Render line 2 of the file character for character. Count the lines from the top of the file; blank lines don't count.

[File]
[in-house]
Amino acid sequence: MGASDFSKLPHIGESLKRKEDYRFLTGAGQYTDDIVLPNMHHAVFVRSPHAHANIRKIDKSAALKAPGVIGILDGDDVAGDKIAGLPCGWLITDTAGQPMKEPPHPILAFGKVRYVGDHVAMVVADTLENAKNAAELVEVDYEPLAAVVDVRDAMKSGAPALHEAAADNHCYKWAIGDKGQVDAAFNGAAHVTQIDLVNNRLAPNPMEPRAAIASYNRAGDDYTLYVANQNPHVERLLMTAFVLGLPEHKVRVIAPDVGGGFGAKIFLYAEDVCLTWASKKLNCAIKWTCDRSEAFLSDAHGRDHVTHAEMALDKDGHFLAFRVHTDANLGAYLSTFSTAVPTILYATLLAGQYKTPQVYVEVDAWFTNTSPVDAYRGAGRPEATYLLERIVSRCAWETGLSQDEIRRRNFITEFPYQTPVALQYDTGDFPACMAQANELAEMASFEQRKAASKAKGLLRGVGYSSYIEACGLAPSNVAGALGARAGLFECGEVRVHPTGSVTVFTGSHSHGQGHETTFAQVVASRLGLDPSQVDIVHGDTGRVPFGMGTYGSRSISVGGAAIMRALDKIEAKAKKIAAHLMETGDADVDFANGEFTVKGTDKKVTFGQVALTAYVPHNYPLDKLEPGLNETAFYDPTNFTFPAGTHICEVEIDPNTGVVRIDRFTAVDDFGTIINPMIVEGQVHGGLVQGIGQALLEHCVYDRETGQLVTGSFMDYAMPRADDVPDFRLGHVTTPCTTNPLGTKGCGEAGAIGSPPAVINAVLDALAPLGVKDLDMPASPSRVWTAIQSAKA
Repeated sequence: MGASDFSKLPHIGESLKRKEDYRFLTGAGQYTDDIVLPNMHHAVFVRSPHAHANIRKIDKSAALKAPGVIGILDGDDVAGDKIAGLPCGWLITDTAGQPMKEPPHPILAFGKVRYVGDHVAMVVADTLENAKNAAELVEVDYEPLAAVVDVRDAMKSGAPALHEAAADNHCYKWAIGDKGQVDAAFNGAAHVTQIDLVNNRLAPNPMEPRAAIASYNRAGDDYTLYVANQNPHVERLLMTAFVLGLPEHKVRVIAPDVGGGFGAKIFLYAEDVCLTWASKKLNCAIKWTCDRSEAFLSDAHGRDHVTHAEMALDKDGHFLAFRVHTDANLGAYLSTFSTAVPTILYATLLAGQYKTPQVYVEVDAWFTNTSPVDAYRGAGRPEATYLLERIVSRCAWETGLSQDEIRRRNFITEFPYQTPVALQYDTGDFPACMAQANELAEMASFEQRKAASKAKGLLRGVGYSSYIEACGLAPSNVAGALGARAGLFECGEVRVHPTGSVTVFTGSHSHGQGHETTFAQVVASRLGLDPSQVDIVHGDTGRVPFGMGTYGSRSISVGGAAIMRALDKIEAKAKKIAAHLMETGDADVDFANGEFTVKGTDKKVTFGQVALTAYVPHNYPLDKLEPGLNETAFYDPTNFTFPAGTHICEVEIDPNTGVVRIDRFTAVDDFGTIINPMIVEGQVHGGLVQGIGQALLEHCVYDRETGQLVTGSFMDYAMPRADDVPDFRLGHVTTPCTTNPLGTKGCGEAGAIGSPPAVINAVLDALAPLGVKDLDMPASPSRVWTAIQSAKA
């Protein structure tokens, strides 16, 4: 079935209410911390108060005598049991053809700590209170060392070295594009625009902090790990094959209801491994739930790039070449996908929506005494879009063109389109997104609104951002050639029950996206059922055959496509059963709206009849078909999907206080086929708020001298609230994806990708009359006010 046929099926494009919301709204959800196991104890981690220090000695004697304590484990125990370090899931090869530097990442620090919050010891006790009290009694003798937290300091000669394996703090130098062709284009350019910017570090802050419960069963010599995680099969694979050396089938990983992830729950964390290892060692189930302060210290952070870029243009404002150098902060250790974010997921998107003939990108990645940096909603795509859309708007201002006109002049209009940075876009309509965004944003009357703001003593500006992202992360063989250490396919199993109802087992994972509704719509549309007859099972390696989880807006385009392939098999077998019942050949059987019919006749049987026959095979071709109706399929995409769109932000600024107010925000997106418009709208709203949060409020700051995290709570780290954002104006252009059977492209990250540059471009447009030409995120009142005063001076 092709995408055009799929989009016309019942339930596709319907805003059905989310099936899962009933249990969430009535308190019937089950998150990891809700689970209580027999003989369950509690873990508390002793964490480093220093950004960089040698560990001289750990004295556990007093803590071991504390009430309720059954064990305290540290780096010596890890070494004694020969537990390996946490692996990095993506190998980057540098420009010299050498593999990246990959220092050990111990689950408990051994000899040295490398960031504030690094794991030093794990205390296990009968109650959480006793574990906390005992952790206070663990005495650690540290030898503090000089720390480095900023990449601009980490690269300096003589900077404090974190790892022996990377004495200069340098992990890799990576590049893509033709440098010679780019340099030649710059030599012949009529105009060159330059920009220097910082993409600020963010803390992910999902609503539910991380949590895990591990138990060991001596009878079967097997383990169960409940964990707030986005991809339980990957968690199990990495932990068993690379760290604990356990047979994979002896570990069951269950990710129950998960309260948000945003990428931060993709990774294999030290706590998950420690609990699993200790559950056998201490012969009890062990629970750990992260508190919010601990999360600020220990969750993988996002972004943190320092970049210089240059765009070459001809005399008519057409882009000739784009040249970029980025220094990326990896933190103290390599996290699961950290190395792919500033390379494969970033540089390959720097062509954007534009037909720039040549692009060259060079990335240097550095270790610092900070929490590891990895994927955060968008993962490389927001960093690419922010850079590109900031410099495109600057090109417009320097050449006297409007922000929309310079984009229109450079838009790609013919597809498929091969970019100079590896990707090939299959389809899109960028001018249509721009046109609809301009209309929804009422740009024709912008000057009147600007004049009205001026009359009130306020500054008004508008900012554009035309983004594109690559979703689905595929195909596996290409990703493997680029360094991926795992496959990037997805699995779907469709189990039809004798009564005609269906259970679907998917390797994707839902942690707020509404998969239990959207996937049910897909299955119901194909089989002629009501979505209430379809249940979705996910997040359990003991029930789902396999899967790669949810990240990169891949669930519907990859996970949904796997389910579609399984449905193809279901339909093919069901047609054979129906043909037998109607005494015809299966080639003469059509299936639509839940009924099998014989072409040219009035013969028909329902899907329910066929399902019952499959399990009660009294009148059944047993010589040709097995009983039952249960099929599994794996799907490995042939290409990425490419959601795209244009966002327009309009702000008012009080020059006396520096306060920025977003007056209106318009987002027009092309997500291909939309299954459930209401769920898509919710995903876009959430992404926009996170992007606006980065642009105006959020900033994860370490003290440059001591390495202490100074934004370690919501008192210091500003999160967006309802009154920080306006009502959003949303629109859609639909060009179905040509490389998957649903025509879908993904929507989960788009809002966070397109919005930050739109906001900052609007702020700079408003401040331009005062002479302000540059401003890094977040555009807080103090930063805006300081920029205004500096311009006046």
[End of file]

Amino acid sequence: MGASDFSKLPHIGESLKRKEDYRFLTGAGQYTDDIVLPNMHHAVFVRSPHAHANIRKIDKSAALKAPGVIGILDGDDVAGDKIAGLPCGWLITDTAGQPMKEPPHPILAFGKVRYVGDHVAMVVADTLENAKNAAELVEVDYEPLAAVVDVRDAMKSGAPALHEAAADNHCYKWAIGDKGQVDAAFNGAAHVTQIDLVNNRLAPNPMEPRAAIASYNRAGDDYTLYVANQNPHVERLLMTAFVLGLPEHKVRVIAPDVGGGFGAKIFLYAEDVCLTWASKKLNCAIKWTCDRSEAFLSDAHGRDHVTHAEMALDKDGHFLAFRVHTDANLGAYLSTFSTAVPTILYATLLAGQYKTPQVYVEVDAWFTNTSPVDAYRGAGRPEATYLLERIVSRCAWETGLSQDEIRRRNFITEFPYQTPVALQYDTGDFPACMAQANELAEMASFEQRKAASKAKGLLRGVGYSSYIEACGLAPSNVAGALGARAGLFECGEVRVHPTGSVTVFTGSHSHGQGHETTFAQVVASRLGLDPSQVDIVHGDTGRVPFGMGTYGSRSISVGGAAIMRALDKIEAKAKKIAAHLMETGDADVDFANGEFTVKGTDKKVTFGQVALTAYVPHNYPLDKLEPGLNETAFYDPTNFTFPAGTHICEVEIDPNTGVVRIDRFTAVDDFGTIINPMIVEGQVHGGLVQGIGQALLEHCVYDRETGQLVTGSFMDYAMPRADDVPDFRLGHVTTPCTTNPLGTKGCGEAGAIGSPPAVINAVLDALAPLGVKDLDMPASPSRVWTAIQSAKA